Later in 1940, Stefan Lorant left Europe again to explore America more fully. After deciding to stay for good, he made New York his base and began studying American history. Lorant's studies paid off when he began publishing illustrated books on American history. His publications would eventually include: The Glorious Burden, about the American presidency; The New World, with illustrations of early America; picture biographies of American presidents such as Abraham Lincoln, Theodore Roosevelt, and Franklin D. Roosevelt; and, of course, Pittsburgh: The Story of an American City.
In the late 1940s, while vacationing in Saratoga, Lorant was invited to lunch by Edgar Kaufmann and his wife, who were impressed with his prison diary. Thus began a series of visits by Lorant to the Kaufmann estate at Fallingwater and by the Kaufmanns to Lorant's home in Lenox, Massachusetts. While he was a guest at Kaufmann's home in Palm Springs, Lorant was asked to write a book about Pittsburgh's history, to which he replied: "I don't know anything about Pittsburgh! I was there only once, on my second visit to America in 1940, and I found it terrible! The sky was dark, the electric lamps were burning in the morning, the air was thick with grime. I could not breathe, my eyes watered. I went back to the station and got on the next train to Chicago. I never wanted to see Pittsburgh again." Kaufmann described how the city had changed for the better since 1940. He was insistent about the book and finally invited Lorant to Pittsburgh to take a look for himself in 1954. Lorant was driven all over the city by Kaufmann's chauffeur and fell in love with the place. He subsequently rented a house on Mount Washington and started to write a history that would commemorate the bicentennial and rebirth of Pittsburgh.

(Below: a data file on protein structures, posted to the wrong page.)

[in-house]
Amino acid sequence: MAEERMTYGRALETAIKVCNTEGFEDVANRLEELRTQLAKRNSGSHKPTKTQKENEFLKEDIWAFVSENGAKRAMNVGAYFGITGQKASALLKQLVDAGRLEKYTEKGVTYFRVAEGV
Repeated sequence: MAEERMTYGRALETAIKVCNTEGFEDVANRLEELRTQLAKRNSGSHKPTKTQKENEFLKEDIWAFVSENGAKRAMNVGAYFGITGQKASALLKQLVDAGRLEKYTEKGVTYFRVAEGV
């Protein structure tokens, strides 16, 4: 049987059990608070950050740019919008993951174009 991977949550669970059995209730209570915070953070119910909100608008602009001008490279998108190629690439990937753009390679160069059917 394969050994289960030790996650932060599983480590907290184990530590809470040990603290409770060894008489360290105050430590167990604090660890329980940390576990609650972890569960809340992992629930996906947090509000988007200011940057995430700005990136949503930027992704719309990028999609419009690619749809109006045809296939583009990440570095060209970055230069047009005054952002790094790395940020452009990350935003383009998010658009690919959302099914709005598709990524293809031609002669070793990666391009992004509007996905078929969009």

Lorant began his research at the Historical Room of the Carnegie Library in Oakland, as well as the Pennsylvania Room which was then located at the Carnegie Library on the North Side. Lorant also perused the files of the Historical Society of Western Pennsylvania and the Pittsburgh Photographic Library, which was then housed at the University of Pittsburgh. Lorant also looked outside the city for pictures. From Harrisburg and Philadelphia to Boston and New York, Lorant looked everywhere for pictures of Pittsburgh with assistance from historians and newspapermen. Although Pittsburgh repositories had photograph collections, they documented particular periods in the city's history, and Lorant felt there was "not enough for a comprehensive work." Instead, he relied on institutions such as the British Museum in London which provided images of the original plans for Fort Pitt. In addition, "The Illustrated London News in London and the Illustrierte Zeitung of Leipzig preserved photographs of Pittsburgh in their archives. The editors were kind enough and sent me the material I asked for."